I'm drying my hair upside down in the hotel room; I'm up close and personal with my red toe nails and I notice a scratch on my right leg. It's one of those long rips with white skin frayed on either side of a pink line. Where did that come from? Oh ya. When I was walking home from school yesterday through the Treaty 4 grounds hay field, one of those jumbo, ragged, swathed stalks got me. As I scrunch my hair, I think about scars.
I'm at the Kenosee Inn participating in an Internship Seminar. This afternoon my intern and I have amazing dialogue, considering everything from our personality types to what we believe about education; our fears and hopes; our strengths and weaknesses. Jade shares her best lesson in which she divided the city of Regina in half and then the kids had to negotiate a treaty with each other because each group had different resources. We laugh; we cry; we talk for three hours. We're getting to know each other, clarifying our expectations, bonding, all in preparation to create our own personal contract by Friday.
Back in the hotel room I phone my cousin Angela who will be keeping Arwen for another day. I'm feeling guilty because I've now left Arwen three days with "the cousins" and it wasn't planned, it just sort of happened... the whole it-takes-a-community-to-raise-a-child thing. Except, it seems that the Aunties are doing more of the child raising than I am. Angela and I have set up our own little trade, a contract of sorts. She will do hour-for-hour exchange of housework for guitar, dance, and art lessons for her kids. We have a little book to log our activities. After some good conversation, I tell her she should log some of these "extra" babysitting hours as part of our exchange.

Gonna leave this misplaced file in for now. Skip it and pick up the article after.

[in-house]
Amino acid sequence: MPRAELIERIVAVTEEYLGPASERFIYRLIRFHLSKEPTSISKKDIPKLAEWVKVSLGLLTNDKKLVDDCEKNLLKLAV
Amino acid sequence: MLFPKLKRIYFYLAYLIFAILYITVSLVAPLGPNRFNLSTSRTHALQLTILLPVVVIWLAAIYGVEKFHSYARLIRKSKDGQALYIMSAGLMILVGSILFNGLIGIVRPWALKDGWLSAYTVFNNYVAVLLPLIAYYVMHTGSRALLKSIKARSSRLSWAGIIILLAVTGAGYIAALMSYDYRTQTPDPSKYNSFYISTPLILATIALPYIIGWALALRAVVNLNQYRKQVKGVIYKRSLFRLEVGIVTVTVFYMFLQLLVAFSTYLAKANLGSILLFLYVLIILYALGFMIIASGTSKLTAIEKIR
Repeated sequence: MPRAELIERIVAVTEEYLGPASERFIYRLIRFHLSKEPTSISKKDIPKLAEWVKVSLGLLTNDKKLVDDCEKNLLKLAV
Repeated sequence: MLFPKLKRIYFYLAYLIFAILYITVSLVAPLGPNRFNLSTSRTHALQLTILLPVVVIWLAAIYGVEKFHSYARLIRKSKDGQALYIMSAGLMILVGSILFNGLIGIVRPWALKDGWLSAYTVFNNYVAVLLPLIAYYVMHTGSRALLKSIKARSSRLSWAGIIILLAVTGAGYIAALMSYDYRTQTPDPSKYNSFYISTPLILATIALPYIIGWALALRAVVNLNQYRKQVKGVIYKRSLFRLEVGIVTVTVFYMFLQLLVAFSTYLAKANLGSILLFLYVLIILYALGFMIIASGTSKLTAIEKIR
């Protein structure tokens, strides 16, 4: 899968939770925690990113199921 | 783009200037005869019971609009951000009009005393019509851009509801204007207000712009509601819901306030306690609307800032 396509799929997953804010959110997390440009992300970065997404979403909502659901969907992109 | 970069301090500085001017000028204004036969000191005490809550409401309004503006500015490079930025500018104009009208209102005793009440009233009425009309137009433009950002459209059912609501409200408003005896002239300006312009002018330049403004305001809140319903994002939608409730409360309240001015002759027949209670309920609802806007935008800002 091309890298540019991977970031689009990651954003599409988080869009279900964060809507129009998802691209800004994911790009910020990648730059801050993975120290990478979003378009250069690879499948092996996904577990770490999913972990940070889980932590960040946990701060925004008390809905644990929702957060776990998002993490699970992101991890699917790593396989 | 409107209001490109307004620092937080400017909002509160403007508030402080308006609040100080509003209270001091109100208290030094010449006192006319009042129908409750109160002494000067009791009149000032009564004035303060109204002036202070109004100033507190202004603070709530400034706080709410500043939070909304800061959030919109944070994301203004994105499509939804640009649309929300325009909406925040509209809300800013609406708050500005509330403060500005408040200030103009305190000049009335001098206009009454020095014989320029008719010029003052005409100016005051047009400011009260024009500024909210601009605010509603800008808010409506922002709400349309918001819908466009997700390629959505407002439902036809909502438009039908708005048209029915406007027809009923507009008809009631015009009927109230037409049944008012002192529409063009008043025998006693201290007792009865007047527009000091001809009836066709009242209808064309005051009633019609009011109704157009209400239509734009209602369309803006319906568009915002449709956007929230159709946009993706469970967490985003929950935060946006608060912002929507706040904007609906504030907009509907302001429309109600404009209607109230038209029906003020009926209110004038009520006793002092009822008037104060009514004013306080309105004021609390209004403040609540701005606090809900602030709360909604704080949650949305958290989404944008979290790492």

I go for a walk before supper and find some chokecherries right outside the side of the inn. They are juicy and I eat a handful, spitting out the seeds as I walk down the hill, take a right into the woods, then find a path that leads out to the water. This Treaty 4 land at Kenosee has a smell all it's own: humid, sweet, earthy. I remember this smell from bible camp across the lake from the inn. In Fort Qu'Appelle we have a lot of aspen trees, but here I just love the whiter birch trees. Down by the lake the water is higher than I remember and I get some great shots of the reeds against the water against the distant hills. The day is now sunny, but still hazy from the morning's mist and rain. I am conscious of the fact that this treaty walking is heightening my senses. I see the purple flowers at the foot of the white birch. I hear the wind and birds. I smell the moss. I taste the bitter-afterness of chokecherry. I touch the rough bark of a fallen log.
As I type in the hotel room, thunder rumbles and lightening flashes.